8- Scary Punktastic Nomad Killers.
A lot has happened in the three decades since we last saw Max take on every type of psychopath smart or brutal enough survive the end of the world. Black leather, tattoos and Mohawks haven’t shocked or intimidated anyone for a long time. Most of the baddies in The Road Warrior would hardly earn a second glance at a stoplight today, and in some ways that speaks volumes about the cultural influence of the first three MM films. Creator George Miller has always used an element of comedy and ridiculousness to temper the extreme violence of his bad guys. They might be mindless animals, but they have a sense of humor. The Fury Road cast of killers looks to be nuttier, funnier, deadlier, and sweatier than any that have come before.
7- One-Armed Badass Charlize Theron
It seems that this time around the creeps are after more than “juice”. Women are a prime commodity and Charlize Theron is a butch-cut escort for the group of virginal females that seem to be the focus of all the ensuing destruction. She goes by Furiosa and with that name; you should probably let her have her way. To top it off, she’s got a Terminator-like metal arm that pulverizes the lustful mugs of slack-jawed desert warriors like a cheap cuts of beef. And Elvis’ grandbaby, Riley Keough, is along for the ride as well. Honestly…is there any reason NOT to see this film?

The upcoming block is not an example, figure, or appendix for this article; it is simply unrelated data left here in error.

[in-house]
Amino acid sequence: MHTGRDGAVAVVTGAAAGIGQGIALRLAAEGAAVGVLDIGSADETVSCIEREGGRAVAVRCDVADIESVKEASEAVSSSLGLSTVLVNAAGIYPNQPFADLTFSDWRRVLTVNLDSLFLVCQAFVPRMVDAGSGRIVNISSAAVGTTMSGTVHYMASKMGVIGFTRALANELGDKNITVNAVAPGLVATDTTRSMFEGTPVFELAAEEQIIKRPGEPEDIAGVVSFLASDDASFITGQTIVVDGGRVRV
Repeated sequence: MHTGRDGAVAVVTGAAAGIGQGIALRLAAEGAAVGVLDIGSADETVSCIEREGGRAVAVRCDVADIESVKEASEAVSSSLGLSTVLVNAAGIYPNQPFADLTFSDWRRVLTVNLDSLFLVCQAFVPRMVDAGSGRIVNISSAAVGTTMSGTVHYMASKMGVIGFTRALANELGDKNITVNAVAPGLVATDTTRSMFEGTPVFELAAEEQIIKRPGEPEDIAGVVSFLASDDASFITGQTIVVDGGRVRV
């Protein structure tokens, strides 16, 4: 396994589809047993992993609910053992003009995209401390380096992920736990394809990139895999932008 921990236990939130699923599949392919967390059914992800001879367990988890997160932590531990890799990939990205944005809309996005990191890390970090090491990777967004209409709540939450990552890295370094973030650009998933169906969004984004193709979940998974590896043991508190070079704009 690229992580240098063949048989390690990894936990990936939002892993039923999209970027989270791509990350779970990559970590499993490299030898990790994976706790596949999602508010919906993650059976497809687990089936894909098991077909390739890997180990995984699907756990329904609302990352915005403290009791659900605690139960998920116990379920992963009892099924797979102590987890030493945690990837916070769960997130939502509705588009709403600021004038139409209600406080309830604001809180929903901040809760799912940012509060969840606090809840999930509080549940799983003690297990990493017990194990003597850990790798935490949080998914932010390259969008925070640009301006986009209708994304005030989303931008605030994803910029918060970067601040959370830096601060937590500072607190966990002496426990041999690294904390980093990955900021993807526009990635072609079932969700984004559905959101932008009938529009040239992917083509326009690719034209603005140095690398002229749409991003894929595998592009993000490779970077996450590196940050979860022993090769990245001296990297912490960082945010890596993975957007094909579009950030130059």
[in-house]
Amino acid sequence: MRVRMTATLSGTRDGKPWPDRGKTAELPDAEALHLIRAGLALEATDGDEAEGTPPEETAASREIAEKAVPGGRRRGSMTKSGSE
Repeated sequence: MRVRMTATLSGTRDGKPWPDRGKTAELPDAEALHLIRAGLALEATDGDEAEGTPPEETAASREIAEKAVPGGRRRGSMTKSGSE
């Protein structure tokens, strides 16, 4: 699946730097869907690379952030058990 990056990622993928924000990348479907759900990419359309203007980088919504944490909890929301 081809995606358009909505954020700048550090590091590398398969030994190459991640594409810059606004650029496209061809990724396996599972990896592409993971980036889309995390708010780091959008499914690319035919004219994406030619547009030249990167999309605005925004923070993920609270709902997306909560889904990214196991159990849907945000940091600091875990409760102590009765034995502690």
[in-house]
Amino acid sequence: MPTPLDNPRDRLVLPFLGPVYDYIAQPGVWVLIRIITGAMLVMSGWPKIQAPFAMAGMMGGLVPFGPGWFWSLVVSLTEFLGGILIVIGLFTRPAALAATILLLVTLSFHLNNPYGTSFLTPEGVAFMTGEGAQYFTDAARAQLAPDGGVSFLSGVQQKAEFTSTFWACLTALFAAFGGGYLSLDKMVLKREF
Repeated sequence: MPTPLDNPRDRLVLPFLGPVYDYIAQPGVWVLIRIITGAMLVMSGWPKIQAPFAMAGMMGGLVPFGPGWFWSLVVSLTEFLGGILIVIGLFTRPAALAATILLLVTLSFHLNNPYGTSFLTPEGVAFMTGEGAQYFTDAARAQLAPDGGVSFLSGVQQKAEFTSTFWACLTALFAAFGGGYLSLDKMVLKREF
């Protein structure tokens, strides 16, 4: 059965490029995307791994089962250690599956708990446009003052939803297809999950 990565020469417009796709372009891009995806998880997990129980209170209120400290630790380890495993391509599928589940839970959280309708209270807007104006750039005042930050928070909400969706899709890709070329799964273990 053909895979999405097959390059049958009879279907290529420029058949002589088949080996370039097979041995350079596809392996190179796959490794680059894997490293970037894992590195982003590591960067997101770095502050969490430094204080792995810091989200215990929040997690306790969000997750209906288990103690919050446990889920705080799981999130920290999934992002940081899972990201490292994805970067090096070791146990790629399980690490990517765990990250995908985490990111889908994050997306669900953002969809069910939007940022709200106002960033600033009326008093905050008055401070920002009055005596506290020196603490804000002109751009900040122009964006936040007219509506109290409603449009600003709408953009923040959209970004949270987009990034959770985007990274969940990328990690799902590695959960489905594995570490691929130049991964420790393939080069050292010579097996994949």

Miller has been quoted as saying that the budget for the original Mad Max film was so tight that almost all of the signature leather police outfits were actually made from cheap black vinyl, with only Mel Gibson’s costume being actual leather. Whether you’re shooting Ben Hur or Apocalypse Now, it takes piles of money to make a film look epic. This time around, Warner Brothers seems to have delivered a few Brinks trucks to the Namibian Desert sets along with the fleet of off-road hot rods. Nothing looks cheap or compromised. The studio suits clearly believe in the franchise and by the look of the trailers, every dollar was put up in front of the cameras. Everything looks epic.
5- Siamesed Double ’59 Cadillac Desert Destroyer
Cadillac’s tagline throughout the emergence of the automobile age was “Standard of the World.” And they meant it. The iconic 1959 Caddy was the extreme refinement of the 1950’s decade of Detroit extravagance. Never would any tailfin be so large. The sheer size and heft of the car commanded attention. Now take all that, double it, and weld it to a heavy-duty truck chassis. Bolt in two functional supercharged big blocks. 70” Wheels. Harpoon Guns. It can be no surprise that with the end of civilization, the ’59 Cad would reign supreme in the hyper-violent Mad Max future. The command car of baddest bad guy Immortan Joe, this Caddy death machine is both the dream and the nightmare of every hot-rodder to ever pick up a cutting torch. We’ll forgive the four fake turbos because they look so badass. They call it The Gigahorse and you don’t want to see it in your rearview mirror.